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Swan Upping

Clipped Swans Fly

Swan Upping

Retrospective by Mark Aspen

Coronavirus has claimed another victim: the annual royal tradition of Swan Upping on the River Thames.  For the first time since the 12th century the full ceremony has been cancelled this year.  Normally for five days at the end of July the river between Abingdon in Oxfordshire and Sunbury-on-Thames buzzes with excitement as crowds watch the river’s population of mute swans being marked and a census undertaken on behalf of the Queen.

Swan Master (Andrew Crowley)

The Crown has sovereign ownership of all the swans.  However, for the past four hundred years, rights over swans have been granted by the monarch.  The only bodies currently exercising these such rights are two livery companies of the City of London.  Nowadays, ownership of swans in the Thames is shared equally among the Crown, the Vintners’ Company and the Dyers’ Company.   The event is carried out from traditional rowing skiffs under the supervision of Royal Swan Uppers wearing scarlet uniforms, who weigh and measure cygnets and check on the swans’ welfare, along with swan uppers from the livery companies.  The cygnets are ringed to denote whether they belong to the Vintners or the Dyers, whilst Crown birds are left unmarked.  Previously marking used to by clipping nicks from the edge of the beaks of Vintners’ and Dyers’ Companies’ birds.

SwanUpping Skiffs

A mile or so downstream in the London Borough Richmond upon Thames, Swans have had their wings clipped this year as a result of the Covid-19 outbreak … …  The Swan Awards are Arts Richmond’s local “Oscars” for the best in the non-commercial theatre within the Borough.  Normally the season runs from September to July, but this year’s coronavirus restrictions brought the Swans down from the sky in mid-March. Read more…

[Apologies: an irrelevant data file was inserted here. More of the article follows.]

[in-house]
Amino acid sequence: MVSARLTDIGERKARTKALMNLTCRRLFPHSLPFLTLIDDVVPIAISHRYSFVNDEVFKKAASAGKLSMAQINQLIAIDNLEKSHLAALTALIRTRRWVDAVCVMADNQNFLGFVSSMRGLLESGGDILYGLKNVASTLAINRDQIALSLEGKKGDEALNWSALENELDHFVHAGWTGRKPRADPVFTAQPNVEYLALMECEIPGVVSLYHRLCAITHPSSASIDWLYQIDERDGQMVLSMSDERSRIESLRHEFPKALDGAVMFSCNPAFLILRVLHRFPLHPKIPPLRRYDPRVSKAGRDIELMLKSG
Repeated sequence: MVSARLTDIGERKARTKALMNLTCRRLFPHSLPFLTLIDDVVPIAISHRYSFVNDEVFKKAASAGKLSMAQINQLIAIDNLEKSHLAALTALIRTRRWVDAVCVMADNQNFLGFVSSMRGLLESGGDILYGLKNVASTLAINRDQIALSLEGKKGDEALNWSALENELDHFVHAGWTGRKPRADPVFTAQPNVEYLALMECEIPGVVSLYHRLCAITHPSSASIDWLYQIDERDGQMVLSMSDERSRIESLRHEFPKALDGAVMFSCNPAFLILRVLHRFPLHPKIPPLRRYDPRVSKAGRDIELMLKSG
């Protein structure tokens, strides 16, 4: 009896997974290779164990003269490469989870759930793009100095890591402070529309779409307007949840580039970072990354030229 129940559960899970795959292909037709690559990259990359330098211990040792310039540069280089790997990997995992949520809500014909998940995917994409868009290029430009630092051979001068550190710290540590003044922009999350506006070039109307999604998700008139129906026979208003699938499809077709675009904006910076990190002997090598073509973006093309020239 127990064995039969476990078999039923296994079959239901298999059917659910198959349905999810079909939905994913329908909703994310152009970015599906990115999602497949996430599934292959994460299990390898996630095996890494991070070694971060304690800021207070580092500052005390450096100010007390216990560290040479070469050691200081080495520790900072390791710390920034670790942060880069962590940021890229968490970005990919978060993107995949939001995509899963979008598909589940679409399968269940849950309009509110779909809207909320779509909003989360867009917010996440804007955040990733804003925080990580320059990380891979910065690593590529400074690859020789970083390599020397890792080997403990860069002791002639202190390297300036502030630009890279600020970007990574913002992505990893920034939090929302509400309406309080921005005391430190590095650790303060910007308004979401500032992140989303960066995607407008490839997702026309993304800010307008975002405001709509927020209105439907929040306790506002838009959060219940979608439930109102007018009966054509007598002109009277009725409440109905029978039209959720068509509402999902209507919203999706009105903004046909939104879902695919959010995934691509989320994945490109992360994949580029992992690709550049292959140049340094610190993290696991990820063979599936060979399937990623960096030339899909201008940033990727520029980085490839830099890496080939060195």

Wilde Weekend

Wilde About You

Wilde Weekend

Teddington Theatre Club, zoomed until 28th June, then on-line on YouTube.

Overview by Mark Aspen

Only the very few see the sad sight of an empty auditorium in our locked-down theatres, thousands of theatre-makers itch to put a show on stage, while hundreds of theatre junkies yearn for their fix of real theatre.

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Real theatre is a living breathing, three dimensional creature, in which the audience feeds off the stage and the stage feeds off of the audience.  When real theatre is reduced to a screen it becomes merely a pale imitation of itself.  But needs must and we have all become accustomed over the past few months of seeing our favourite theatres boiled down to the small world of on-line entertainment.  The bigger the theatre the bigger the reduction, of course.  Nevertheless, I have found myself hooked every evening on seeing Covent Garden, the National Theatre, or the London Coliseum squeezed into the small screen … and have enjoyed it (as second best).

But what about our smaller local community theatres, the non-commercial theatre?  Read more…

A Florentine Tragedy

What Money Cannot Buy

 A Florentine Tragedy

by Oscar Wilde

Teddington Theatre Club, zoomed until 28th June, then on-line on YouTube

Review by Quentin Weiver